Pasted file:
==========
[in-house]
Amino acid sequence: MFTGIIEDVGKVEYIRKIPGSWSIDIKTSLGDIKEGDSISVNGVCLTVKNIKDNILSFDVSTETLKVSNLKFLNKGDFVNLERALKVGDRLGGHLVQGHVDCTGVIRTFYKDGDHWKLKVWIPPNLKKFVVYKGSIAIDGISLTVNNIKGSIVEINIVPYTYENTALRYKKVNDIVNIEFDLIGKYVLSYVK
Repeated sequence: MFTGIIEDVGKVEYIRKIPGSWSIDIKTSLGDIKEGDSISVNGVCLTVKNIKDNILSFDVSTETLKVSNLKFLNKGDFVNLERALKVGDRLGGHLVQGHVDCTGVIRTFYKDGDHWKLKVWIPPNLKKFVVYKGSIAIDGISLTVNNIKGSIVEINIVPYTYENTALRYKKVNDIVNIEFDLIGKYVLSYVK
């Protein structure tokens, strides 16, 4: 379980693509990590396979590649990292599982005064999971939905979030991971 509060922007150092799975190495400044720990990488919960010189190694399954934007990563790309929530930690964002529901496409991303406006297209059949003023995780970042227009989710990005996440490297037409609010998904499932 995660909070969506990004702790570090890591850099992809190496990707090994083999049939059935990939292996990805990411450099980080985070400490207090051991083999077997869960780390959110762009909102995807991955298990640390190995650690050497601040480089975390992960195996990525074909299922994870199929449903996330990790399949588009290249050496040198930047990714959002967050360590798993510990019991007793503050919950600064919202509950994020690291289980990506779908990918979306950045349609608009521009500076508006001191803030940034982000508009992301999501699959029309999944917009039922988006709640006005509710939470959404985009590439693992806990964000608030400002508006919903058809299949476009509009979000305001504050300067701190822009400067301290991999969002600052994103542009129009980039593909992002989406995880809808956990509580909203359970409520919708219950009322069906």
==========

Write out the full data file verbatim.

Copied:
[in-house]
Amino acid sequence: MFTGIIEDVGKVEYIRKIPGSWSIDIKTSLGDIKEGDSISVNGVCLTVKNIKDNILSFDVSTETLKVSNLKFLNKGDFVNLERALKVGDRLGGHLVQGHVDCTGVIRTFYKDGDHWKLKVWIPPNLKKFVVYKGSIAIDGISLTVNNIKGSIVEINIVPYTYENTALRYKKVNDIVNIEFDLIGKYVLSYVK
Repeated sequence: MFTGIIEDVGKVEYIRKIPGSWSIDIKTSLGDIKEGDSISVNGVCLTVKNIKDNILSFDVSTETLKVSNLKFLNKGDFVNLERALKVGDRLGGHLVQGHVDCTGVIRTFYKDGDHWKLKVWIPPNLKKFVVYKGSIAIDGISLTVNNIKGSIVEINIVPYTYENTALRYKKVNDIVNIEFDLIGKYVLSYVK
């Protein structure tokens, strides 16, 4: 379980693509990590396979590649990292599982005064999971939905979030991971 509060922007150092799975190495400044720990990488919960010189190694399954934007990563790309929530930690964002529901496409991303406006297209059949003023995780970042227009989710990005996440490297037409609010998904499932 995660909070969506990004702790570090890591850099992809190496990707090994083999049939059935990939292996990805990411450099980080985070400490207090051991083999077997869960780390959110762009909102995807991955298990640390190995650690050497601040480089975390992960195996990525074909299922994870199929449903996330990790399949588009290249050496040198930047990714959002967050360590798993510990019991007793503050919950600064919202509950994020690291289980990506779908990918979306950045349609608009521009500076508006001191803030940034982000508009992301999501699959029309999944917009039922988006709640006005509710939470959404985009590439693992806990964000608030400002508006919903058809299949476009509009979000305001504050300067701190822009400067301290991999969002600052994103542009129009980039593909992002989406995880809808956990509580909203359970409520919708219950009322069906």